Have you heard the chorus of right-wingers blaming the “Jews and secularists” for ruining Christmas? One of the best pieces on this phenomenon so far is Frank Rich’s column in last Sunday’s \New York Times\. Here’s a taste:
“‘Are we going to abolish the word Christmas?’ asked Newt Gingrich, warning that ‘it absolutely can happen here.’ Among those courageously leading the fight to save the holiday from its enemies is Bill O’Reilly, who has taken to calling the Anti-Defamation League ‘an extremist group’ and put the threat this way: ‘Remember, more than 90 percent of American homes celebrate Christmas. But the small minority that is trying to impose its will on the majority is so vicious, so dishonest — and has to be dealt with.'”
When I read this stuff, centuries of cultural inheritance rush to my limbic brain and panic sets in: they’re coming to get us! The end of each year invites retrospection, with pundits and bloggers offering hopes and advice for the year to come. I’m dishing my advice out to myself as to others, and it can be summed up in a few words: please calm down so you can respond effectively.
Ours has been called the Age of Anxiety, but I?m tempted to call it the Age of Panic instead. My generation — the post-World War II baby-boomers — came to consciousness of the world in an era of serial panic. The Atom Bomb! The Red Scare! The Space Race! The Cuban Missile Crisis! Assassination! Watergate! Rising panic rolled across our TV screens like waves on a turbulent ocean, each bearing its flotsam of angst. The forces of virtue were in white-hot competition with countless foes, foreign and domestic.
Half a century later, our addiction to panic persists although it attaches to different objects: Drugs! Disease! Attack on family values! Attack on civil liberties! Terrorism! Perhaps we will survive these too, but like Pavlov’s dog, we bark and slaver at each new tidbit.
The culture of serial panic has shaped our fear-driven habits of mind, molding our public discourse and private moods. Our habitual state is confusion. We do not understand what is happening to us because we are swamped with feeling, incapable of considered thought. In this state, we are prey to every extravagant claim. Consequently, we have all the experts and interpreters an Age of Panic might be expected to produce. Charlatans, serene in a certainty that can never be unfeigned, hold sway.
In the grip of panic, our views of the world are almost certain to be distorted. Whether on the individual or the social level, the dynamic is the same. When fear is granted dominion in our lives, what follows is almost always one of two deformations. Either our experience is shaped by allowing ourselves to be triggered repeatedly into the same emotional reactions — to be lured into a fight each time the bully makes a threat, to buy every product that promises happiness or security, to fall again and again for the same old line, even to plummet into compulsion, addiction, fetishism as a habit becomes more deeply engrained. Or it is shaped around eluding such triggers — eschewing contact so as not to risk a fight, withholding desire to avoid disappointment, even succumbing to crippling phobias as the habit of avoidance takes hold.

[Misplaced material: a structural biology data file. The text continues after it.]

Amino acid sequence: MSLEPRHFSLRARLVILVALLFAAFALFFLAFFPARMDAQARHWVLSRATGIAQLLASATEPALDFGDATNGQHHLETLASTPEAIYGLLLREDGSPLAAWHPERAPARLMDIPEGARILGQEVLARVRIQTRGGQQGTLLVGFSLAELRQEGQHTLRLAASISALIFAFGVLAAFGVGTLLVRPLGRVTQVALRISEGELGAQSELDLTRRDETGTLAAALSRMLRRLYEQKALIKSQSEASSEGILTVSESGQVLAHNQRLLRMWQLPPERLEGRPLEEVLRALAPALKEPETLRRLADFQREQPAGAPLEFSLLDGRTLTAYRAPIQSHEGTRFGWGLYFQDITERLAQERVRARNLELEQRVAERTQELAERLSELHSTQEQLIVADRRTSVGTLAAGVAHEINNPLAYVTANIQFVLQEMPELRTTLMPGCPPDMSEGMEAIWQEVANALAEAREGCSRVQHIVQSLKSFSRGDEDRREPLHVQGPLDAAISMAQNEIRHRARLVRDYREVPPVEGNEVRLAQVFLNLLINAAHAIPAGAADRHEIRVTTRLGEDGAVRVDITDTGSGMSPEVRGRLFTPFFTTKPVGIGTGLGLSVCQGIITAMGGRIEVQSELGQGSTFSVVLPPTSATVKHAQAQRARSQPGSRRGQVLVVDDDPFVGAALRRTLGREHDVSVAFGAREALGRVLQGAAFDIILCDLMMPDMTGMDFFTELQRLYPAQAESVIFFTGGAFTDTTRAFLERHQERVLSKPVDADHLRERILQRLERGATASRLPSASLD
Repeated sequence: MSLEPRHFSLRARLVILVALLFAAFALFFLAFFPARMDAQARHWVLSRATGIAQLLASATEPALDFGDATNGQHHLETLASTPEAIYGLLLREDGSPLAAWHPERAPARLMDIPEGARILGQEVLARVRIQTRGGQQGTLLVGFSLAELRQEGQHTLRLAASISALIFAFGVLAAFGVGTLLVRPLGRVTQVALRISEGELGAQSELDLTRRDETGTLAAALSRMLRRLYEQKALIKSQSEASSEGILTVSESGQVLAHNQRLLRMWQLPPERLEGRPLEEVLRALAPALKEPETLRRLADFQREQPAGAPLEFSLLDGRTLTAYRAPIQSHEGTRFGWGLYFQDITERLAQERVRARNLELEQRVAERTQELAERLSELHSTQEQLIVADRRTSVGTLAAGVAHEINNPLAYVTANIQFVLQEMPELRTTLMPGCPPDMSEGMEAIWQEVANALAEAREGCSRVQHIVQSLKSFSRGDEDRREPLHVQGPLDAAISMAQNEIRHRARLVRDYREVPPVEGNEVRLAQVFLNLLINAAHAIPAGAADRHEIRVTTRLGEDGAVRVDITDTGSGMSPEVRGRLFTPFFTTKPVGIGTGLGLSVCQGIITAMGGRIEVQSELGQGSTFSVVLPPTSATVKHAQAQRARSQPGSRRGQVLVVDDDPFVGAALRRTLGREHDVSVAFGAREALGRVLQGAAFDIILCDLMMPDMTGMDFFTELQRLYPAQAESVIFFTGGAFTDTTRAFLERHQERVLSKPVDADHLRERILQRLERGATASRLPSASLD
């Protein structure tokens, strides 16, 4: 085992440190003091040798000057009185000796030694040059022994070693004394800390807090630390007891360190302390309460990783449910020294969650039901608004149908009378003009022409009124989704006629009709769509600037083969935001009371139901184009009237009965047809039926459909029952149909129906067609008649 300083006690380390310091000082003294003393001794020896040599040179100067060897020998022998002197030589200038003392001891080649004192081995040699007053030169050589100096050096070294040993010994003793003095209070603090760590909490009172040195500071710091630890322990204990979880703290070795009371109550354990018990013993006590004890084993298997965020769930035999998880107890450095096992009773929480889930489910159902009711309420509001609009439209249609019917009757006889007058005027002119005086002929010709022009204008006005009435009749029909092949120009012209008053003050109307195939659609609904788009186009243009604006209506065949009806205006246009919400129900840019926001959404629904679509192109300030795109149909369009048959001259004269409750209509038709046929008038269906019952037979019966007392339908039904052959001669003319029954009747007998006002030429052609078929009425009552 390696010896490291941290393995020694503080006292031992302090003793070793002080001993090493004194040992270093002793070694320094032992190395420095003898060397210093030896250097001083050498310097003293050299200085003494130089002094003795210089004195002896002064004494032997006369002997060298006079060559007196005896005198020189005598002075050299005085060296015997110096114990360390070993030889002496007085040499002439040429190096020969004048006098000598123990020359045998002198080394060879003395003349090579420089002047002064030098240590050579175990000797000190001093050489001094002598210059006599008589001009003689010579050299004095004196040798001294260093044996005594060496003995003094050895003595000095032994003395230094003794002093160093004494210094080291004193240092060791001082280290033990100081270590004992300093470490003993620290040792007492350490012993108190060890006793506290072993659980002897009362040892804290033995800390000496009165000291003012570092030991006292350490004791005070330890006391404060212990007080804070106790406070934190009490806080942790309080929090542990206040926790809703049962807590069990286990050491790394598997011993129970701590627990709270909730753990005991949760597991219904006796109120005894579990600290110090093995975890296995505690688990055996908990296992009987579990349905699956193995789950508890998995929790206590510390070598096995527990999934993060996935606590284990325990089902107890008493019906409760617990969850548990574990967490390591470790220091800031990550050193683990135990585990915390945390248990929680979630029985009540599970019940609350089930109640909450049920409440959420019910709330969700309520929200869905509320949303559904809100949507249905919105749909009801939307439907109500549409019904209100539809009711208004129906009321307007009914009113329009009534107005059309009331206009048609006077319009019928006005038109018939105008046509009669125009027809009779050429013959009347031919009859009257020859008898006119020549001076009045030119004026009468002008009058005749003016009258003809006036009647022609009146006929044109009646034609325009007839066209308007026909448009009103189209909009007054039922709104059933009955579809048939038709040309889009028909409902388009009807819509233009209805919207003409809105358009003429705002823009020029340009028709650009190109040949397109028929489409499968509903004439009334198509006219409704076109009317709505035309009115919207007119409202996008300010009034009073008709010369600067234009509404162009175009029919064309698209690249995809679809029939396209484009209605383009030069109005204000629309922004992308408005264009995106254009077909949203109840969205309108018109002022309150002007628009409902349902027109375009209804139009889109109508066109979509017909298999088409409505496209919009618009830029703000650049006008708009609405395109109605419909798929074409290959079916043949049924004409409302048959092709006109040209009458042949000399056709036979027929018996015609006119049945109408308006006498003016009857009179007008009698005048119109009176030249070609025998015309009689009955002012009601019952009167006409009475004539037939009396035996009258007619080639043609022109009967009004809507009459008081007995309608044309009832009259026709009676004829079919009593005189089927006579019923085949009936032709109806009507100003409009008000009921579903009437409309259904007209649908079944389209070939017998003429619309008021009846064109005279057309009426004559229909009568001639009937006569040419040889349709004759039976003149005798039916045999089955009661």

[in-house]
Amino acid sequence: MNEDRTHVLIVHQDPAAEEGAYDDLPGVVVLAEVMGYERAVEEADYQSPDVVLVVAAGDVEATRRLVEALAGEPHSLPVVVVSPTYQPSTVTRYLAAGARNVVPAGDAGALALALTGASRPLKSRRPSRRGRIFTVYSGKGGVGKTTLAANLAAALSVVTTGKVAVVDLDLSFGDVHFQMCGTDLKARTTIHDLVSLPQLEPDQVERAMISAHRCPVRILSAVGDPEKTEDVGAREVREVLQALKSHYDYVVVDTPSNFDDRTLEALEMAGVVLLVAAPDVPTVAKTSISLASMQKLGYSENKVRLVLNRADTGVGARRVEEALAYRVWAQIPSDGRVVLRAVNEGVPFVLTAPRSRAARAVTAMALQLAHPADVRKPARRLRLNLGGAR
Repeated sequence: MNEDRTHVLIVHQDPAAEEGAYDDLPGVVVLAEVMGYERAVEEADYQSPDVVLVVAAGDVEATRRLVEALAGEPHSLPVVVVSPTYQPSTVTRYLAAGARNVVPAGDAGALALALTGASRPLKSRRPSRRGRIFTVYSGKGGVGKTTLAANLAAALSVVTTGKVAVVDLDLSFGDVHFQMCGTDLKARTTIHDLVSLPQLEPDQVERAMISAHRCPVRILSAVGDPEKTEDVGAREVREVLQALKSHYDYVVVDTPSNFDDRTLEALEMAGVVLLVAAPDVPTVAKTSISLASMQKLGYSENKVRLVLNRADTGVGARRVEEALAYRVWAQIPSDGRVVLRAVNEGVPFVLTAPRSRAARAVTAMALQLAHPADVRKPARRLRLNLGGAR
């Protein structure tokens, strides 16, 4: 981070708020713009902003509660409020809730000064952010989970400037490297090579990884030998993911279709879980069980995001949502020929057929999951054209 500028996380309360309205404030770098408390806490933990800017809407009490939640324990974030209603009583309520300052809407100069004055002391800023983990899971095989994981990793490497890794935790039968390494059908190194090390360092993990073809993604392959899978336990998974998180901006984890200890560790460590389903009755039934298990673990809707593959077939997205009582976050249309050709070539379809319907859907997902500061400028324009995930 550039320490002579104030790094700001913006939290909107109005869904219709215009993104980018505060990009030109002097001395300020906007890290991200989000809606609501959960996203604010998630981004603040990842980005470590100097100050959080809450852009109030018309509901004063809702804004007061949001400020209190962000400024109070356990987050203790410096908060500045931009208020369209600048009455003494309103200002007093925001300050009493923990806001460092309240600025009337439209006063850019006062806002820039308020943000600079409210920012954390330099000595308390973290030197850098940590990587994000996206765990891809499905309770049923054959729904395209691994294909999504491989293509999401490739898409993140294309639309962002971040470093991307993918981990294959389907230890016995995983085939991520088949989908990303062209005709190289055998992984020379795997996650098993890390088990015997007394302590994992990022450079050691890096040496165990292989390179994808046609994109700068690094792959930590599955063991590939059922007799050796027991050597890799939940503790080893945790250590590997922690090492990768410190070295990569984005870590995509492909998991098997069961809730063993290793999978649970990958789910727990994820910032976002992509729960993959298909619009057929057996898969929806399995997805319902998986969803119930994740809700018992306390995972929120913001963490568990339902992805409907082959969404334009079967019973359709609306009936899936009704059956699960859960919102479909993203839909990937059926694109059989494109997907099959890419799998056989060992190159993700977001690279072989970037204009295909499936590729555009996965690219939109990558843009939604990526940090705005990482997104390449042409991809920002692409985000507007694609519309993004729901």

The appeal of panic is deep and elemental, echoing primitive feelings of powerlessness. I recall a conversation with a client who directed a troubled organization, one that had lost its funding due to a previous director’s dereliction. Acting as volunteers, Board members were carrying out plans to raise funds and mount enough programs to keep the organization alive until it could recover. “They don’t seem to be taking this seriously,” said the client in a panicked voice, “they aren’t worried enough.” I asked what they would be doing differently if they had appeared sufficiently worried: were there greater efforts, more steps that might be taken? No, she replied; Board members were doing all they could to help. Would they be more effective at their tasks if they expressed more fear and anxiety? No, she admitted. In all likelihood, they would be distracted, tempted to engage with feelings rather than with the tasks at hand. It took a long conversation to help the client realize that the longing to see anxiety expressed stemmed from misery’s love of company, from her inchoate desire to validate her own fears by seeing them shared.
Epidemic panic is contagious; its chief symptom is vision fogged by fear. In an increasingly disconnected society, it is often what binds us — the thing that is most deeply and widely shared. In a state of panic, we are malleable, gullible, and weak: perfect prey. To loosen panic’s grip, we need only remain awake and aware. So those are my words of wisdom for the new year: let’s all resolve to calm down, so we can perceive what’s really happening and choose how to respond to the trumped-up anti-Christmas campaign, and to the many other things that will need reasoned attention in the year to come.